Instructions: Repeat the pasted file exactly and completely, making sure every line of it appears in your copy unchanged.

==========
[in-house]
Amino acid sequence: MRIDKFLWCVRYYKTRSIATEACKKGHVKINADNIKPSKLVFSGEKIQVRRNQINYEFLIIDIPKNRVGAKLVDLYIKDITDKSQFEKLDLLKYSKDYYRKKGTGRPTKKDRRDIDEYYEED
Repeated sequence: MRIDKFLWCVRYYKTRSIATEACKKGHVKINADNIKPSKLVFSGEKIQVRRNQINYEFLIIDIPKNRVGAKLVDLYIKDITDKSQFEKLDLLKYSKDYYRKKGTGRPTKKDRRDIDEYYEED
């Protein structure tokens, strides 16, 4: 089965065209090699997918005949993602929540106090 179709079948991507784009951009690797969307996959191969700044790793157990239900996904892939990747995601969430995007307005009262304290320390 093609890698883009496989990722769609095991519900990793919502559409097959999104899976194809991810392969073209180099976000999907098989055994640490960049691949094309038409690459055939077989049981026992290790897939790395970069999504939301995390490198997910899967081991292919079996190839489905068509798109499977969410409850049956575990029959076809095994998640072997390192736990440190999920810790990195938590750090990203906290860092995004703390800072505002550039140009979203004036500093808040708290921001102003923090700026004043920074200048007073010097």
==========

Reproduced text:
[in-house]
Amino acid sequence: MRIDKFLWCVRYYKTRSIATEACKKGHVKINADNIKPSKLVFSGEKIQVRRNQINYEFLIIDIPKNRVGAKLVDLYIKDITDKSQFEKLDLLKYSKDYYRKKGTGRPTKKDRRDIDEYYEED
Repeated sequence: MRIDKFLWCVRYYKTRSIATEACKKGHVKINADNIKPSKLVFSGEKIQVRRNQINYEFLIIDIPKNRVGAKLVDLYIKDITDKSQFEKLDLLKYSKDYYRKKGTGRPTKKDRRDIDEYYEED
């Protein structure tokens, strides 16, 4: 089965065209090699997918005949993602929540106090 179709079948991507784009951009690797969307996959191969700044790793157990239900996904892939990747995601969430995007307005009262304290320390 093609890698883009496989990722769609095991519900990793919502559409097959999104899976194809991810392969073209180099976000999907098989055994640490960049691949094309038409690459055939077989049981026992290790897939790395970069999504939301995390490198997910899967081991292919079996190839489905068509798109499977969410409850049956575990029959076809095994998640072997390192736990440190999920810790990195938590750090990203906290860092995004703390800072505002550039140009979203004036500093808040708290921001102003923090700026004043920074200048007073010097």